Objective: The aim of this study was to study the prospective association between N-terminal pro-brain natriuretic peptide (NT-proBNP) and changes in weight and obesity risk in a community-based population. Methods: Data from 9,681 participants from the Atherosclerosis Risk in Communities Study were analyzed at two time points 6 years apart. Among people without obesity at baseline, multivariable logistic regression models were used to examine the association between baseline levels of NT-proBNP and incident obesity. A multivariable linear regression model was used to examine the association between changes in NT-proBNP (visit 2 serum and visit 4 plasma samples) and changes in weight. Results: The prevalence of obesity increased from 28% to 35% in the 6-year follow-up period. Compared with individuals in the highest NT-proBNP quartile, those in the lowest were more likely to have obesity at baseline (odds ratio 1.25; 95% CI: 1.08-1.45) and, among people who did not have obesity at baseline, were more likely to develop obesity at follow-up (odds ratio 1.35; 95% CI: 1.07-1.69). Changes in NT-proBNP were inversely associated with weight change. Conclusions: In this prospective study, lower levels of NT-proBNP were associated with higher risk of obesity, and changes in NT-proBNP were inversely associated with changes in weight. This suggests that natriuretic peptides or their pathways may be potential targets in the treatment of obesity.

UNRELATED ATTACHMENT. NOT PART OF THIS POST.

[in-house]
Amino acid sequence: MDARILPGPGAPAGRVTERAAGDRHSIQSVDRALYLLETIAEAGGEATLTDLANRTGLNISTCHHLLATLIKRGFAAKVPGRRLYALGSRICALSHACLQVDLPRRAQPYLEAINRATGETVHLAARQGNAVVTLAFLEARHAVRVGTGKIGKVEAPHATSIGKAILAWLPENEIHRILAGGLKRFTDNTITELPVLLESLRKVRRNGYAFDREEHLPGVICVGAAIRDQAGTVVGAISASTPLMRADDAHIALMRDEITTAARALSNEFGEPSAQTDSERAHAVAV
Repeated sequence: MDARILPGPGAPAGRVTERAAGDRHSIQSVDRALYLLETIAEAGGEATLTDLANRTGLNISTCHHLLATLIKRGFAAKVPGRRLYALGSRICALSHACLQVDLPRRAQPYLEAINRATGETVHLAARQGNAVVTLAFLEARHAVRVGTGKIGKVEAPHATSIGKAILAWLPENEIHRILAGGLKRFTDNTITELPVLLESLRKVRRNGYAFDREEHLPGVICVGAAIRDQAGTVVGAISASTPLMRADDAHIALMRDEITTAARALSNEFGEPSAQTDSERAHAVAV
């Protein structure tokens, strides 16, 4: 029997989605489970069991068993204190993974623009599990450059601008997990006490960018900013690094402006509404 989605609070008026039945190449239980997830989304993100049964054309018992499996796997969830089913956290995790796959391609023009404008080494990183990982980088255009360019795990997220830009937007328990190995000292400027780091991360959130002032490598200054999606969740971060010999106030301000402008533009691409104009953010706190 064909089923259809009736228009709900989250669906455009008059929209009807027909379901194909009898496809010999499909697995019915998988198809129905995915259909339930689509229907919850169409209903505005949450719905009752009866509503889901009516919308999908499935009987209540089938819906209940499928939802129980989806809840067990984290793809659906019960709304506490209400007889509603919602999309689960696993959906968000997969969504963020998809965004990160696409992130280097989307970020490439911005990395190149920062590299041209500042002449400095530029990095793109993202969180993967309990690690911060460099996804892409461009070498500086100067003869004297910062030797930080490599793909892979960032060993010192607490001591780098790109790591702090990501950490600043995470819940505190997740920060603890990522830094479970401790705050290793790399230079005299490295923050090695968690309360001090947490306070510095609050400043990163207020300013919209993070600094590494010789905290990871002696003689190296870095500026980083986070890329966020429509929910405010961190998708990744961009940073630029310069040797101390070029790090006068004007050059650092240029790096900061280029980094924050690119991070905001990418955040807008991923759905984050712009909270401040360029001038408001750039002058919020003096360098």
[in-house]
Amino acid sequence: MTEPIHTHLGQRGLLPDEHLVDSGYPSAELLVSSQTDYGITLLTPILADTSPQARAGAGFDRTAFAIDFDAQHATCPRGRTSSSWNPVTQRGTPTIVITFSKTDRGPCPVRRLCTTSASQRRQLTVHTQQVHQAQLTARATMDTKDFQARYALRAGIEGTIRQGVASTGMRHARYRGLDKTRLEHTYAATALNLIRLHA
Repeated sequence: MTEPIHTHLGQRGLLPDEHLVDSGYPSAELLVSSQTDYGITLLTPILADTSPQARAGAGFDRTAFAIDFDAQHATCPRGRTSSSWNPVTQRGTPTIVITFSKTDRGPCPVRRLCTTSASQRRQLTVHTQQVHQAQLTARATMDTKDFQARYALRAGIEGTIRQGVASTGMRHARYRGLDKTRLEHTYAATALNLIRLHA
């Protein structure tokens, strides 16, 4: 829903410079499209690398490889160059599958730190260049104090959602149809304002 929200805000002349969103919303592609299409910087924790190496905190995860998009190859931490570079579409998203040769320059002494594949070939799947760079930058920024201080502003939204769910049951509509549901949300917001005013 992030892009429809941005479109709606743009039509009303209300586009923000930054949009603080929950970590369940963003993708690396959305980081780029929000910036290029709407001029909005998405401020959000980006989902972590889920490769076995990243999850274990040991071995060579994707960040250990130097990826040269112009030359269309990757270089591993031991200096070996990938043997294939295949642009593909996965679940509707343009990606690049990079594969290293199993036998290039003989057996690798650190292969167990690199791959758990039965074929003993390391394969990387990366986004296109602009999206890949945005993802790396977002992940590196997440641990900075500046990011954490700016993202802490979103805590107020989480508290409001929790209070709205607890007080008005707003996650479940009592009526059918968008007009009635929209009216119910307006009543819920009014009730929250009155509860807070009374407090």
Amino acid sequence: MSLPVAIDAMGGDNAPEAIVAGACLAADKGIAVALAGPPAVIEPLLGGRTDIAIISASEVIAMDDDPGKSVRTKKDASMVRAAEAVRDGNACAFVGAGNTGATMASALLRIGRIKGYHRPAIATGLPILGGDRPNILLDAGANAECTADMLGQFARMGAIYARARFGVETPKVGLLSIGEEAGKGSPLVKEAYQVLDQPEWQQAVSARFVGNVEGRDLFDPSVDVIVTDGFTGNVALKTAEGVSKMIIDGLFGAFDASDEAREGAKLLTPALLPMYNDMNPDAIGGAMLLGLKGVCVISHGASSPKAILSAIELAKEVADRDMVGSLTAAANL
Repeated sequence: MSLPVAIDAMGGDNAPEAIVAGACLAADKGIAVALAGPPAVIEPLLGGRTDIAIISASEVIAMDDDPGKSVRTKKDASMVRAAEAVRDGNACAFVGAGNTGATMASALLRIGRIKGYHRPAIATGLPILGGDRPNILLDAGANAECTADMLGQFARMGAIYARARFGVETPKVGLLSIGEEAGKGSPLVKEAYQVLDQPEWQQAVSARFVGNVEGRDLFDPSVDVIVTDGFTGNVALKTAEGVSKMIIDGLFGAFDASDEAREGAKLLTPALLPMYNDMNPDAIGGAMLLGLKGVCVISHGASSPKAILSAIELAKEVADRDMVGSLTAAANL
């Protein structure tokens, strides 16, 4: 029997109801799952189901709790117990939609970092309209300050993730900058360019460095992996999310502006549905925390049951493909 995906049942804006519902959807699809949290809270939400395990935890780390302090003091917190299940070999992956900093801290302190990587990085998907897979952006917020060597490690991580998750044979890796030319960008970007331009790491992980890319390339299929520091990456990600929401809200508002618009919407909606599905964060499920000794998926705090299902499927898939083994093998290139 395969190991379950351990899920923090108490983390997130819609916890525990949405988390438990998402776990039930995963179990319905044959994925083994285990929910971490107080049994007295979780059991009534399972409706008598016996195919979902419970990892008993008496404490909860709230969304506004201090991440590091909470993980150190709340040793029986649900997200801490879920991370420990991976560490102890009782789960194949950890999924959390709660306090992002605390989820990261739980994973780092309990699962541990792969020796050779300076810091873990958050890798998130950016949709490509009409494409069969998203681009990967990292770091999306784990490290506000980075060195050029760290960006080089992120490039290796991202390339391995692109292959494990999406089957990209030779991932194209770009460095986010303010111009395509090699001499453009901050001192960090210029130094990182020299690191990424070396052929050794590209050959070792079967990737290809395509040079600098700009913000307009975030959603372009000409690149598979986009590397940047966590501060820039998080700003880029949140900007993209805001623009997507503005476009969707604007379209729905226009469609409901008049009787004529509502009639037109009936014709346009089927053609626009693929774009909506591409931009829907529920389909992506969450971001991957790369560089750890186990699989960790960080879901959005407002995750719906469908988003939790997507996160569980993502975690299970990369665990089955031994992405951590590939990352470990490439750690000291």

ASJC Scopus subject areas
- Medicine (miscellaneous)
- Endocrinology, Diabetes and Metabolism
- Nutrition and Dietetics